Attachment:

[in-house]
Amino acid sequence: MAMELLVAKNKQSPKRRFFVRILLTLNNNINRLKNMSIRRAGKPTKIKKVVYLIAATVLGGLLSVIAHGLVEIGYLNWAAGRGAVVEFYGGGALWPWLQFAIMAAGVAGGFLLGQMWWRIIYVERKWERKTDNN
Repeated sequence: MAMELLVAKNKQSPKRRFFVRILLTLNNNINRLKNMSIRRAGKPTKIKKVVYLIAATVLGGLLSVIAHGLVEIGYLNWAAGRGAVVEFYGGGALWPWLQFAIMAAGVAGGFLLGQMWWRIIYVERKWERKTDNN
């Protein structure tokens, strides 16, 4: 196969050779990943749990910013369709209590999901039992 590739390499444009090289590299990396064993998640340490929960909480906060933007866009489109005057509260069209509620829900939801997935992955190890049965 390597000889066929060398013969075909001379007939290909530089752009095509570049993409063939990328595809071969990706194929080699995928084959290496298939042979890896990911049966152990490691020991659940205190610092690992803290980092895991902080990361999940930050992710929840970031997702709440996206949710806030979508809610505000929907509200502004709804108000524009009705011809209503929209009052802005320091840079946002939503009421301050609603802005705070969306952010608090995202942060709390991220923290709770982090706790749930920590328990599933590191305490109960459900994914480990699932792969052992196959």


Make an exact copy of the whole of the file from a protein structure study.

[in-house]
Amino acid sequence: MAMELLVAKNKQSPKRRFFVRILLTLNNNINRLKNMSIRRAGKPTKIKKVVYLIAATVLGGLLSVIAHGLVEIGYLNWAAGRGAVVEFYGGGALWPWLQFAIMAAGVAGGFLLGQMWWRIIYVERKWERKTDNN
Repeated sequence: MAMELLVAKNKQSPKRRFFVRILLTLNNNINRLKNMSIRRAGKPTKIKKVVYLIAATVLGGLLSVIAHGLVEIGYLNWAAGRGAVVEFYGGGALWPWLQFAIMAAGVAGGFLLGQMWWRIIYVERKWERKTDNN
């Protein structure tokens, strides 16, 4: 196969050779990943749990910013369709209590999901039992 590739390499444009090289590299990396064993998640340490929960909480906060933007866009489109005057509260069209509620829900939801997935992955190890049965 390597000889066929060398013969075909001379007939290909530089752009095509570049993409063939990328595809071969990706194929080699995928084959290496298939042979890896990911049966152990490691020991659940205190610092690992803290980092895991902080990361999940930050992710929840970031997702709440996206949710806030979508809610505000929907509200502004709804108000524009009705011809209503929209009052802005320091840079946002939503009421301050609603802005705070969306952010608090995202942060709390991220923290709770982090706790749930920590328990599933590191305490109960459900994914480990699932792969052992196959």